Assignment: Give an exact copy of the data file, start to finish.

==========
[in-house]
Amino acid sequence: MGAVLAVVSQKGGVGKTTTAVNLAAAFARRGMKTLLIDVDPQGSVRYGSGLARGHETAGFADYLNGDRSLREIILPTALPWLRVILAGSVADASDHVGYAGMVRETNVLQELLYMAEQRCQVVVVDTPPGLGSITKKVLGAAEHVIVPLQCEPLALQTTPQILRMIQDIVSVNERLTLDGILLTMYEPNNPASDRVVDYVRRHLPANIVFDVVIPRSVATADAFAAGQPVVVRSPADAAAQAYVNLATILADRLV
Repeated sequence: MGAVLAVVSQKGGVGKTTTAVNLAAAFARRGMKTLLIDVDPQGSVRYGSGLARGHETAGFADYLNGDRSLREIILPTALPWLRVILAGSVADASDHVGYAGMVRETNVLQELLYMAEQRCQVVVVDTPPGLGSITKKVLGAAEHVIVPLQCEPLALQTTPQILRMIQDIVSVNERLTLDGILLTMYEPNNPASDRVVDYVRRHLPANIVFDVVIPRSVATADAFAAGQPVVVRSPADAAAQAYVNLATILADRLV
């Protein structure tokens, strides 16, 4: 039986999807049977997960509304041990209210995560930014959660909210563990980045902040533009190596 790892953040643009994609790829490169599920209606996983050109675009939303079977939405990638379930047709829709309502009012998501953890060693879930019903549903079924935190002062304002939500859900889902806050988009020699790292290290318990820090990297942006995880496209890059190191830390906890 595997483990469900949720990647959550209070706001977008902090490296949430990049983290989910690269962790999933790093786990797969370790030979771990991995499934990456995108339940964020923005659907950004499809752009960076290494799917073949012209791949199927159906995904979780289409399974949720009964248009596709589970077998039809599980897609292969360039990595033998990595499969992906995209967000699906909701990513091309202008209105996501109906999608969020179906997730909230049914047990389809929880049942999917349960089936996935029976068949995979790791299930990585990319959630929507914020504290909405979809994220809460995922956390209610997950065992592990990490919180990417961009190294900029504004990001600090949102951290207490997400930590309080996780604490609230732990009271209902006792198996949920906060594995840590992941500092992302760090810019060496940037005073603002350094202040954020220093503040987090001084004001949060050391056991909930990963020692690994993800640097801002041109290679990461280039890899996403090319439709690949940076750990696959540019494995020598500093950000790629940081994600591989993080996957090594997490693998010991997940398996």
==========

[in-house]
Amino acid sequence: MGAVLAVVSQKGGVGKTTTAVNLAAAFARRGMKTLLIDVDPQGSVRYGSGLARGHETAGFADYLNGDRSLREIILPTALPWLRVILAGSVADASDHVGYAGMVRETNVLQELLYMAEQRCQVVVVDTPPGLGSITKKVLGAAEHVIVPLQCEPLALQTTPQILRMIQDIVSVNERLTLDGILLTMYEPNNPASDRVVDYVRRHLPANIVFDVVIPRSVATADAFAAGQPVVVRSPADAAAQAYVNLATILADRLV
Repeated sequence: MGAVLAVVSQKGGVGKTTTAVNLAAAFARRGMKTLLIDVDPQGSVRYGSGLARGHETAGFADYLNGDRSLREIILPTALPWLRVILAGSVADASDHVGYAGMVRETNVLQELLYMAEQRCQVVVVDTPPGLGSITKKVLGAAEHVIVPLQCEPLALQTTPQILRMIQDIVSVNERLTLDGILLTMYEPNNPASDRVVDYVRRHLPANIVFDVVIPRSVATADAFAAGQPVVVRSPADAAAQAYVNLATILADRLV
């Protein structure tokens, strides 16, 4: 039986999807049977997960509304041990209210995560930014959660909210563990980045902040533009190596 790892953040643009994609790829490169599920209606996983050109675009939303079977939405990638379930047709829709309502009012998501953890060693879930019903549903079924935190002062304002939500859900889902806050988009020699790292290290318990820090990297942006995880496209890059190191830390906890 595997483990469900949720990647959550209070706001977008902090490296949430990049983290989910690269962790999933790093786990797969370790030979771990991995499934990456995108339940964020923005659907950004499809752009960076290494799917073949012209791949199927159906995904979780289409399974949720009964248009596709589970077998039809599980897609292969360039990595033998990595499969992906995209967000699906909701990513091309202008209105996501109906999608969020179906997730909230049914047990389809929880049942999917349960089936996935029976068949995979790791299930990585990319959630929507914020504290909405979809994220809460995922956390209610997950065992592990990490919180990417961009190294900029504004990001600090949102951290207490997400930590309080996780604490609230732990009271209902006792198996949920906060594995840590992941500092992302760090810019060496940037005073603002350094202040954020220093503040987090001084004001949060050391056991909930990963020692690994993800640097801002041109290679990461280039890899996403090319439709690949940076750990696959540019494995020598500093950000790629940081994600591989993080996957090594997490693998010991997940398996």